After a wait of over three years, Kurt Wagner and his band of astute conspirators have delivered yet another highly distinguished album. Lambchop’s Mr. M unwinds as just one more example of Wagner and Co’s unfussy brilliance, and it adds to the oeuvre of one of the finest acts American music has produced in the last quarter century.
Due to the nature of their early musical inclination, a rustic sound that held uneasy relationships with the comforts of both contemporaneousness and tradition, Lambchop has been frequently identified as one of the more eclectic examples of the alt-country genre, a circumstance that’s only been amplified by the group’s residence in Nashville, TN. It’s a tag that Kurt Wagner and Co has never really bristled against, even after moving considerably beyond the template established by their first few albums, mainly because there really isn’t another genre that can comfortably house them.
However, Wagner can be grouped with Will Oldham, David Berman, and Bill Callahan, all artists that charted paths out of the early ‘90s US indie boom to their own uniquely expressive ends. But of this foursome, Berman is no longer musically active, riding out on a high note, Oldham is a heavily collaborative and highly prolific operator continually shifting between on-again off-again bands and projects, and Callahan is most accurately sized-up as a solo artist. In this group it’s in Wagner alone that we find an artist so inclined to explore the possibilities of a gradually shifting (in membership as well as sound) long term collective.
Mr. M opens with “If Not I’ll Just Die,” four and a half minutes of lush, symphonic lounge, a song that if used as an introduction to Lambchop would surely bypass any alt-country connections and instead inspire an association with neo-easy listening. But for longtime listeners this development is par for the course, the use of strings being a longstanding component of the band’s arsenal asserting itself as far back as their second album How I Quit Smoking. If on “If Not I’ll Just Die” Lambchop are shooting for a Tormé /Sinatra vibe instead of the chamber-country of Smoking’s “We Never Argue” or the deep soul excavation of What Another Man Spills’ Curtis Mayfield cover “Give Me Your Love” (Love Song),” well, that’s just gravy. And the song does feature the sterling piano of Tony Crow, traces of gentle noise adding brief and familiar commentary, and of course the immediately recognizable properties of Wagner’s voice and lyrics, all three casually establishing the group’s aural signature.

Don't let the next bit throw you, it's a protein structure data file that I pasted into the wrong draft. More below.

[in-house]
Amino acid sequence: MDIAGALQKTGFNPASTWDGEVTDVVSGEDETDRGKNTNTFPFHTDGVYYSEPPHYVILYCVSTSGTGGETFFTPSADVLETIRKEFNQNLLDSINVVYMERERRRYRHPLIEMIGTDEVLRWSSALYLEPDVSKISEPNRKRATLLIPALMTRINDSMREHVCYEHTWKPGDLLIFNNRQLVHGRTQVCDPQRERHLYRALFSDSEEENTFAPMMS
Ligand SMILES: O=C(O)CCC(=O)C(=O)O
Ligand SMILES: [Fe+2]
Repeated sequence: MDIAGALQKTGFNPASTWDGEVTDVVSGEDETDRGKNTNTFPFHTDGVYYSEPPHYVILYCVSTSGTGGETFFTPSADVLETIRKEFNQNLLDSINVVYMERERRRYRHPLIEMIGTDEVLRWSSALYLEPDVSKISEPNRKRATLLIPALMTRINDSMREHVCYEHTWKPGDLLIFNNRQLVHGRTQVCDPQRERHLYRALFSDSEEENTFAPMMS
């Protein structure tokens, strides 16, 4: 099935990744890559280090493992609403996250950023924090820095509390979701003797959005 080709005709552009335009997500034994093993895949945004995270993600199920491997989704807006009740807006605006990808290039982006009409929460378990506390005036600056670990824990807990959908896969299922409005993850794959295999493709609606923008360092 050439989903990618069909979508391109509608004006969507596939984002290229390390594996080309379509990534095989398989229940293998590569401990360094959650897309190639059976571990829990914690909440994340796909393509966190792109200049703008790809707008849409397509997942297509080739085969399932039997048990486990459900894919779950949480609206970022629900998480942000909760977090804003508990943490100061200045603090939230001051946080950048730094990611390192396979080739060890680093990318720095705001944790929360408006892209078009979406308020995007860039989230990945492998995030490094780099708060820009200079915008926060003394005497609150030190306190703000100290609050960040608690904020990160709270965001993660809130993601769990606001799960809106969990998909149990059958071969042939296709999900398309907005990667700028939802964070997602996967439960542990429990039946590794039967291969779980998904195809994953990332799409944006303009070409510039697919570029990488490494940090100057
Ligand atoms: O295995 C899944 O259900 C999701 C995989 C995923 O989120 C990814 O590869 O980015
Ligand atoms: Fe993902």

“If Not I’ll Just Die” is a study in contrast, another example of how Lambchop’s gorgeous arrangements and impeccable instrumentation sugar the pill of Wagner’s examinations of loss, dysfunction, alienation, and despair. With the notable exception of some of their country-soul inflected stuff that sprung up on Thriller and What Another Man Spills (see the covers of Mayfield, Frederick Knight’s Stax nugget “I’ve Been Lonely For So Long” and even their vamping up of East River Pipe’s “Hey, Where’s Your Girl?”), this has largely been the band’s default mode. And while this mixture of beauty and darkness wisely avoids the maudlin, it’s also not exactly a barrel of laughs, which is one probable explanation for Lambchop’s small yet devoted core following stateside.
And Mr. M is an even darker album than usual for the band. For starters, it’s dedicated to the memory of Vic Chesnutt, a gifted musician stricken with long-term health problems who took his own life on Christmas day in 2009. Listening to the album with this tribute to a departed friend in mind (Lambchop backed Chesnutt on the outstanding 1998 LP The Salesman and Bernadette) only deepens this record’s moods of frustration, particularly those of emotional and physical separation examined on “2B2.” The song’s stripped down yet sturdy musical bed slowly grows into a sweet melancholy ache while Wagner’s loose yet resonant imagery and a muffled, troubled answering machine recording intensify the aura of isolation and the accumulation of otherwise insubstantial activity (taking down Christmas lights, watching TV, cooking a meal) that accompany it.